I busted my left knee a little more than 15 years ago in a skiing accident – torn ACL, meniscus tear, the works. I was on ski vacation with 20 people I didn’t know, the guest of a member this big group. The first morning, I awoke groggily at 7am to a foot of fresh snow piled on the window sills. But most of the group slept in, and between putting on snow tires and getting ski rentals for nearly everyone, we only made it to the top of the mountain by noon. Young, eager and frustrated, I soon pitched myself past a sign marked “cliff area.” Three turns in, I discovered a side of mountain without a lick of snow. Crash! It’s amazing I didn’t do more damage.
That was in 1993, and over the years I’ve quietly eliminated one high-impact sport after another in deference to my ailing knee. A year ago, my knee started acting up again, and with it went the last semi-high-impact activity – squash – that was left in my repertoire. The good news is that, thanks to a good (if gruff) orthopedic surgeon, a successful arthroscopic surgery and some rehab, I’m back on my feet, and slowly making my way back onto the squash court after a one-year hiatus.
As the excitement of getting back on the court has waned, I’m smack in the middle of ample opportunity for self-criticism – all the things my squash game once was and is no more. And this has gotten me thinking: how can I fix the things that I need to fix on the court without spending all my time thinking, “I’m terrible! This is awful! That’s an easy shot I just missed!”? How do I grow without all the self-criticism?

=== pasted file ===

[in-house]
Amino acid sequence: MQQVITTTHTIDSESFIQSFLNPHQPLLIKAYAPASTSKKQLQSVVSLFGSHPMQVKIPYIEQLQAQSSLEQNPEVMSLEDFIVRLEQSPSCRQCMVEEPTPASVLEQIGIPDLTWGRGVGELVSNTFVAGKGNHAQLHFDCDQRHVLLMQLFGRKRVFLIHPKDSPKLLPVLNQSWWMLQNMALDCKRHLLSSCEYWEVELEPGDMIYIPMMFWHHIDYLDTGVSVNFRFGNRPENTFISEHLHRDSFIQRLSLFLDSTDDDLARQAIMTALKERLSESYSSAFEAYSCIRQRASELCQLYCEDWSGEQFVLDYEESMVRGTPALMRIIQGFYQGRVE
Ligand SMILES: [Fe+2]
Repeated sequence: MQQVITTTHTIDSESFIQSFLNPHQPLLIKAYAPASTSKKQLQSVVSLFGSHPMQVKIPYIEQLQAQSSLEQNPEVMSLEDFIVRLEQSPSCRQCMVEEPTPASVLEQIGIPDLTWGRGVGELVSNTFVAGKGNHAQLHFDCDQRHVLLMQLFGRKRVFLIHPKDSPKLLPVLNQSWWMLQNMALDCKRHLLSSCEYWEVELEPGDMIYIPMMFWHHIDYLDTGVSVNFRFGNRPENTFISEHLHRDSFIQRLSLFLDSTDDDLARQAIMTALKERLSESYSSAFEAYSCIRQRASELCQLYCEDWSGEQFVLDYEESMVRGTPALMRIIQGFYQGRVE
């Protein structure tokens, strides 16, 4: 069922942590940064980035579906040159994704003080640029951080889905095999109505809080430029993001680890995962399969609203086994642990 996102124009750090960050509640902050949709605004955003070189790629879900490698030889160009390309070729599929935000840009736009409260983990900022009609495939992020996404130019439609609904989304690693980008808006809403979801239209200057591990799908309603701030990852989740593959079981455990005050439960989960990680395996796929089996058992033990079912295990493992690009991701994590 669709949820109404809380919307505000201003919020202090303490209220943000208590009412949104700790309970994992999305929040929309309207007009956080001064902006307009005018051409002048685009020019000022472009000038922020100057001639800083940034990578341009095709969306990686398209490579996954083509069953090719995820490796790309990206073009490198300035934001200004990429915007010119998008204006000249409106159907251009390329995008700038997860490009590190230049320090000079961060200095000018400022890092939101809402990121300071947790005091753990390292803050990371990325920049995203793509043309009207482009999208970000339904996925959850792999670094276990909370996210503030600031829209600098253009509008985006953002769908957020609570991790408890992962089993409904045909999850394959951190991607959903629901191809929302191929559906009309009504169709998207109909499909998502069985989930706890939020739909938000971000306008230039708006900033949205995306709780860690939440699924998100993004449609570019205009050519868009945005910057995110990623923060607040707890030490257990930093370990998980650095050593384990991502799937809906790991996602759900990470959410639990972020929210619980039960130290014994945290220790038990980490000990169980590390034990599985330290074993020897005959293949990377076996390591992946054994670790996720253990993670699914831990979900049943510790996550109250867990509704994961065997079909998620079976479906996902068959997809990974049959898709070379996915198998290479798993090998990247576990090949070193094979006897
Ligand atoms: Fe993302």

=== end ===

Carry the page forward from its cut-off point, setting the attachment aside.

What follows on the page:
Which of course is connected to my professional life.
I’m a firm believer that the best jobs are ones that offer real opportunity for growth. People often take that to mean jobs where you can take on more responsibility and get promoted, but I think that’s only half the equation. The other half is finding an environment where people give real, constructive criticism (positive and negative) about what you can do to grow into the leader you want to be. Work environments that encourage and nurture this kind of feedback are rare. Rarer still is having the professional trust and personal confidence to be able to take on this kind of criticism, hear it for what it is (constructive), and integrate it in a positive way.
Which brings me back to the squash court, and all the games that I used to win that I’m currently losing. And it’s forced me to ask: why is it easier to acknowledge a criticism on the court than it is at work?
I think the answer is that, on the squash court, (self) criticism is about what you do. “Don’t stand too close to the ball.” “Anticipate the next shot sooner.” “Take your racquet back earlier.”
At work, self (or external) criticism feels like it’s about who you are. So when someone gives you feedback on how you run meetings or speak in public or what you put in emails or the way you go about analyzing problems, you first reaction might be, “How dare he say that about me?”
“About me,” not “about what I do.” This is where you might trip yourself up.
The trick is to remember that both situations are the same. Both are about what you do, and how doing some things differently, some other things more, and another set of things less, you can be more effective.
Separating yourself (the actor) from the things that you do (the action) might just give you the space to hear the criticism for what it is: an act of support; an offering by someone who wants you to succeed, showing you what you can do differently to be the leader you want to be.
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